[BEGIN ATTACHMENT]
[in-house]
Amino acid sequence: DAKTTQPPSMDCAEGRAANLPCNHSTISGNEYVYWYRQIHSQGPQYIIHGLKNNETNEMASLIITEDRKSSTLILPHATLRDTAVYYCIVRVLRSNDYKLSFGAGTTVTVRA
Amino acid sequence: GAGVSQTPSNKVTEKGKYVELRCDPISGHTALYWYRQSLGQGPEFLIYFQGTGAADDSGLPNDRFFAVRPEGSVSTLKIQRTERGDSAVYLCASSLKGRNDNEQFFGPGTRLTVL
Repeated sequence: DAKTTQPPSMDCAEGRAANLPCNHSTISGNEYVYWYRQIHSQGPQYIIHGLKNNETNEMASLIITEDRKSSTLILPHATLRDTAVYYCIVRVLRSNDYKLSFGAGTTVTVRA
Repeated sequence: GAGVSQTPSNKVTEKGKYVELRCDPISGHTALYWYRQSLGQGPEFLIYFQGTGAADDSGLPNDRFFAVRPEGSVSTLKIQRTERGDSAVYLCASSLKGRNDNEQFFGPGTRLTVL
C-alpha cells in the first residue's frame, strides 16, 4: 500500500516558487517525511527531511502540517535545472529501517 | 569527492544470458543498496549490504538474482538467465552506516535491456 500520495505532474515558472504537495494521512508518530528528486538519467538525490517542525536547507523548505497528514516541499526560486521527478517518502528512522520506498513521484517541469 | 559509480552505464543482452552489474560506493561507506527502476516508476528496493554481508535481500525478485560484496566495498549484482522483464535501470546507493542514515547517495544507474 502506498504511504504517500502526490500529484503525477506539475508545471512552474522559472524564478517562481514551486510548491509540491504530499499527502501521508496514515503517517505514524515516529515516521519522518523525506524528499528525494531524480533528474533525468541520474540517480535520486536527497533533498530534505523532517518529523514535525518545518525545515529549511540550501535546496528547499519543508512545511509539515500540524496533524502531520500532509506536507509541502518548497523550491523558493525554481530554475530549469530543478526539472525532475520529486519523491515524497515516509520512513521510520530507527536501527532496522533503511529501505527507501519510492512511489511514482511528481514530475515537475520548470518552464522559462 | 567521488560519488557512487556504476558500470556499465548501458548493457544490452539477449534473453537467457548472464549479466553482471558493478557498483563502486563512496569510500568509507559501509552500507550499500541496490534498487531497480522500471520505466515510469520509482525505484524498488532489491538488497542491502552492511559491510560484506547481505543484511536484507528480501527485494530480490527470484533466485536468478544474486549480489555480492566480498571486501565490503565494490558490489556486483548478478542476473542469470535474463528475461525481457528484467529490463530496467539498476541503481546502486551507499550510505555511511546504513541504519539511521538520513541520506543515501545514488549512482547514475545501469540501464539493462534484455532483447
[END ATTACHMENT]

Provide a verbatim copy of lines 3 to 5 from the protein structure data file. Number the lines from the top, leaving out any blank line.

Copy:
Amino acid sequence: GAGVSQTPSNKVTEKGKYVELRCDPISGHTALYWYRQSLGQGPEFLIYFQGTGAADDSGLPNDRFFAVRPEGSVSTLKIQRTERGDSAVYLCASSLKGRNDNEQFFGPGTRLTVL
Repeated sequence: DAKTTQPPSMDCAEGRAANLPCNHSTISGNEYVYWYRQIHSQGPQYIIHGLKNNETNEMASLIITEDRKSSTLILPHATLRDTAVYYCIVRVLRSNDYKLSFGAGTTVTVRA
Repeated sequence: GAGVSQTPSNKVTEKGKYVELRCDPISGHTALYWYRQSLGQGPEFLIYFQGTGAADDSGLPNDRFFAVRPEGSVSTLKIQRTERGDSAVYLCASSLKGRNDNEQFFGPGTRLTVL